Chair of judges Angela Hartnett said: "I’ve judged these awards before but I’ve never come across a range of such fantastic food stories. I can’t wait to hear more about the likes of Sutton Bonington farmers’ market – dreamt up in a pub by four PhD students, and then there’s this year’s Best Street Food / Takeaway finalists, ranging from traditional Moroccan food to traditional British puddings being served from a van. When you also add in stories like the cheese expert who became a brewer, the first new distillery on the Isle of Islay for more than a hundred years and the man who’s transforming hospital meals… how can you not be excited and optimistic about food in Britain?”

The awards will take place on the afternoon of Wednesday 28 November at the BBC Good Food Show, NEC, Birmingham, and will be hosted by Sheila Dillon, presenter of The Food Programme and Valentine Warner.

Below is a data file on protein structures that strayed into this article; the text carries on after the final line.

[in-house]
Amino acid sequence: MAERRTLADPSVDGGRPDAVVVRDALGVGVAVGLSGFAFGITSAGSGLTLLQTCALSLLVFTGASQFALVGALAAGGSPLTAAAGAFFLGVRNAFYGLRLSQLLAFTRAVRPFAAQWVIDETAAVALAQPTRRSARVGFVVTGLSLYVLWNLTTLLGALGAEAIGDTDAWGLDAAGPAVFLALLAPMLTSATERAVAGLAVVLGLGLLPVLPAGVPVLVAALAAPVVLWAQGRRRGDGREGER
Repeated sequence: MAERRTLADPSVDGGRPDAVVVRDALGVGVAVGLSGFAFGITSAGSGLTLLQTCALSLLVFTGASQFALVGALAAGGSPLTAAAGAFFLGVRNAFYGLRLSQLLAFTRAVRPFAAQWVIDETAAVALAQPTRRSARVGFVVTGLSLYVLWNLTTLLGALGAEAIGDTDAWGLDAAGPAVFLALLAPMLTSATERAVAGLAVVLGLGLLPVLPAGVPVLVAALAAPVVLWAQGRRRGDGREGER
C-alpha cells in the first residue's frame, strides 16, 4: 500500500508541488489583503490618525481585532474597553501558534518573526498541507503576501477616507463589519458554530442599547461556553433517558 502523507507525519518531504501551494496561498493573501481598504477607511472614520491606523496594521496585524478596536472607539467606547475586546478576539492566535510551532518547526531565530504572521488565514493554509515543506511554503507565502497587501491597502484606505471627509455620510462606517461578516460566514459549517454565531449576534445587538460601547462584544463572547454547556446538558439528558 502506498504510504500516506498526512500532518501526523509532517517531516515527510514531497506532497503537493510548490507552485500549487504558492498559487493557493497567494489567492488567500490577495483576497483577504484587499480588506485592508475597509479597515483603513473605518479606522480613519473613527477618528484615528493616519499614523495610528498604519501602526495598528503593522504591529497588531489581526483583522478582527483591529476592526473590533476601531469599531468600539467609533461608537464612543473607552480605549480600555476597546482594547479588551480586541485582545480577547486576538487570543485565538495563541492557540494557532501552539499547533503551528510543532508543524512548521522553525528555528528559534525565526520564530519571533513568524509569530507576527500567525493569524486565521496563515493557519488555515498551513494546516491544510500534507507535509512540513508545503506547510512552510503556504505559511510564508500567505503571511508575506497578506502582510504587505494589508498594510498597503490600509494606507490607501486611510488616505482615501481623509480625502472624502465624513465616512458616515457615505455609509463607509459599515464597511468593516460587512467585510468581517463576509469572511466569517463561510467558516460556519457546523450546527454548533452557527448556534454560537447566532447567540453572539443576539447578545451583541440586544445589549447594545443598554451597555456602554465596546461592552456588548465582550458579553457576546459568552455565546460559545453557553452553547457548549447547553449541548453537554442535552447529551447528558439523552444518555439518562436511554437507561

She will be joined by some of the biggest names in the food world including Raymond Blanc and Paul Hollywood.

The finalists for this year's awards are as follows:


- Kilchoman Distillery, Isle of Islay, Scotland, a company taking distilling back to its roots by setting up on a farm, growing its own barley, malting it and producing the whiskey all on site.

- Kernel Brewery, London – founded by Evin O’Riordain, this brewery is inspired by the American brewing scene and by London's brewing past, bottling India Pale Ales and old school London Porters and Stouts.

- Once Upon a Tree, Ledbury, a team that draws on winemaking skills to capture the true characters of home-grown apples in a range of ciders and perry as well as apple and pear juice.


- Inders, Cambridge, an Indian takeaway using local suppliers to source responsibly farmed meat, fish and fresh seasonal produce to bring out the authenticity, flavour and aroma of traditional Indian home cooking.